As we continued along the high path, Gull Rock, which is roughly level with Trebarwith Strand, came slowly into focus beyond many clumps of ox-eye daisies.

We lunched on a bench overlooking Tregardock Beach, and before descending to the Strand we stopped for a lengthy chat with some backpackers who are wild camping a section of the SWCP. 

A pair of peregrines was very active in the air above us.

After the steep descent, we stopped for a cream tea in the Port William pub. Not the best choice, but the cheapest cream tea ever as they recognised the defects in their service (eg they failed to see through our invisibility cloaks, no tea was provided with the scones until we asked for it) and provided a full refund without us asking for one.

After that we headed inland again, on mostly good paths to Rockhead, then quiet lanes before the final field path to Juliots Well. 

Here's our route - a good 22+km in about 7.5 hours including some lengthy stops.

The rest of the group are leaving tomorrow, so we visited the big house (Polmear Barn) and enjoyed the evening with our friends before saying our farewells and leaving them to pack in preparation for an early start.

Wednesday 9 June 2021

Wednesday 9 June 2021 - Lanhydrock

On an overcast day with occasional light drizzle, Sue and I met up with Jacqui and Fern at Lanhydrock House, the entrance to which is shown above.

Some time later, we had thoroughly explored the gardens, which extended from a neat walled flower bed to a long stretch of woodland with lots of rhododendron. 

After a tour of the impressive kitchens, and coffees in the courtyard, Fern went home and the three of us took an 8km stroll around the Lanhydrock estate.

Lunch was taken near the River Fowey, where a fine old bridge, Resprin Bridge, supports the narrow road.

We stayed dry, despite occasional light drizzle, perhaps thanks to the substantial tree canopy.

Here's our 8km route.

Sue and Jacqui generously queued for a tour of the house - rebuilt after largely being destroyed by fire in 1881 - whilst I was serenaded by a pair of pheasants.

The tour was interesting - a fine old house with some very rare books. Well worth a look around, and what a tremendous place in which to have lived!

This evening twelve of us were supposed to be meeting at a restaurant in Wadebridge, but that was cancelled at the last minute due to a power cut. So Sue and I were joined by Andrew, Dave and Betty (now known as 'Lilibet') for a good meal at our local pub, the Mason's Arms. The others ate spag bol etc at home.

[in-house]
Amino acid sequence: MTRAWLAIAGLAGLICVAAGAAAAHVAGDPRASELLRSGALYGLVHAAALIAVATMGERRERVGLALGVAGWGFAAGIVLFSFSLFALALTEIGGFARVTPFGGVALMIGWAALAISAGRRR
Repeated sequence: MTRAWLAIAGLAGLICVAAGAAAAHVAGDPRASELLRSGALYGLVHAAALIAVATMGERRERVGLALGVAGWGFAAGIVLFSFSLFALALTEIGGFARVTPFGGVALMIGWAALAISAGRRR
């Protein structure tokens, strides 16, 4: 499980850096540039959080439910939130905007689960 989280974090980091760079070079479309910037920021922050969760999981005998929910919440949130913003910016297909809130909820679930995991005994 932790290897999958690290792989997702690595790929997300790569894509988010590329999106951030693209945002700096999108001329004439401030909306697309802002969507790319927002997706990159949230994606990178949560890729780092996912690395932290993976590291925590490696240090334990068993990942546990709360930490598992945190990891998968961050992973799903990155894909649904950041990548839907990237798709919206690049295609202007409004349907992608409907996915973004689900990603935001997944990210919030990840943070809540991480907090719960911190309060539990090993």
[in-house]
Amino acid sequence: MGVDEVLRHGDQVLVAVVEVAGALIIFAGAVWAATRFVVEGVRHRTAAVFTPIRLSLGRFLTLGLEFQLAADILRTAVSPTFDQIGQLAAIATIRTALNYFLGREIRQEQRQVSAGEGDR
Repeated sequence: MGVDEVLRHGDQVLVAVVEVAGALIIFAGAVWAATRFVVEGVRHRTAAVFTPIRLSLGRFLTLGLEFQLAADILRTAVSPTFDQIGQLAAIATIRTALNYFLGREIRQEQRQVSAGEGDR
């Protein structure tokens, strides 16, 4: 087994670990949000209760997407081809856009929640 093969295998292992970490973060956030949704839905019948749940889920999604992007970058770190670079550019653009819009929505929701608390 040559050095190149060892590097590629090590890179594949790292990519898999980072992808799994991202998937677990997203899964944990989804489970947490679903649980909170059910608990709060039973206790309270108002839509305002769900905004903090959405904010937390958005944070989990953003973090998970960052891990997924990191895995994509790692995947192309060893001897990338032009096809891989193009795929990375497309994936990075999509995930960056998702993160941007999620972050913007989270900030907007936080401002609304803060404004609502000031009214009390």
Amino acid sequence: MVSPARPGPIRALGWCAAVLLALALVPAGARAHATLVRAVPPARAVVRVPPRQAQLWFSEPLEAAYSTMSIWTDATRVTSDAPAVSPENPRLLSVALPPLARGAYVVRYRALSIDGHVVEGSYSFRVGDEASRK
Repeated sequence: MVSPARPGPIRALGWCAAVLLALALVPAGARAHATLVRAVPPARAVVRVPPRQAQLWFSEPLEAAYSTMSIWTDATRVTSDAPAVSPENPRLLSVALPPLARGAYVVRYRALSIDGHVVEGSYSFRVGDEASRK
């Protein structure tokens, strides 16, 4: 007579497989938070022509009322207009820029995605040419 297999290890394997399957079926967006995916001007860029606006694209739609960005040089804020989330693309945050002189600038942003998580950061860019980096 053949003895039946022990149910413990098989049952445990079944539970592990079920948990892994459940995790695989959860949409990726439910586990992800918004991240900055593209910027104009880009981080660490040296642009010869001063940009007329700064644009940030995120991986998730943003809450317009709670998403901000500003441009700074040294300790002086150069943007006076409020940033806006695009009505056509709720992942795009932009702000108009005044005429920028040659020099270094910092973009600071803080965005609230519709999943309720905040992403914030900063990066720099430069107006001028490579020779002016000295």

Tuesday 8 June 2021

Tuesday 8 June 2021 - Rough Tor and Brown Willy

On another fine, sunny day, a fair number of us set off up Showery Tor from the car park at Poldue Downs.

We crossed the Grade-II-listed Roughtor Bridge - a fine example of a double-span clapper bridge made of granite - then headed up easy slopes to reach our first summit (see above).

After a long break and much admiration of the granite stacks and Neolithic stone walls at Showery Tor, just four of us went onwards to Brown Willy.

The name 'Brown Willy' is a corruption of the Cornish 'Bronn Wennili', which means "hill of swallows". I'm pictured on the summit with Sue, Gaynor and Gill, thanks to a chap straight out of an extreme sports magazine. He was a 5th Dan who enjoyed 24 hour obstacle races - the winner being the one who could do the most 5 mile laps in the 24 hours.

A swallow flew past, harvesting rich picking from the many insects that were congregating at the summit.

We strolled along the ridge to the furthest cairn, then returned all the way back to a small bridge over the stream that divides Brown Willy from Rough Tor. 

After another gorgeous lunch break in the sun, we headed up to the Rough Tor ridge, passing this little chap who was pretending to look like a pile of sheep poo.

Once on the summit of Rough Tor ("row-tor"), Sue clambered up some rocks and nearly got marooned on the top when she couldn't find the way back down. 

We soon found a war memorial that is situated in the foundations of a medieval chapel built into the side of one of the larger cairns.

A gentle path down saw us reach the car park soon after 2pm, after our four hour jaunt. We had covered a little over 8km, with around 350 metres ascent.

After returning home in the early afternoon,  Sue and I strolled down to a local church of great character, St Julitta's at Lanteglos. 

A long chat with the lady church warden solved many of the world's problems!

If only it was that easy ...

Then we assembled a box of goodies and took them to the Old Ambulance Station (now converted) to share with Andrew, Dave and Betty.

A very enjoyable evening - with thanks to our hosts, whose facilities are more suitable than ours for a small gathering such as this one.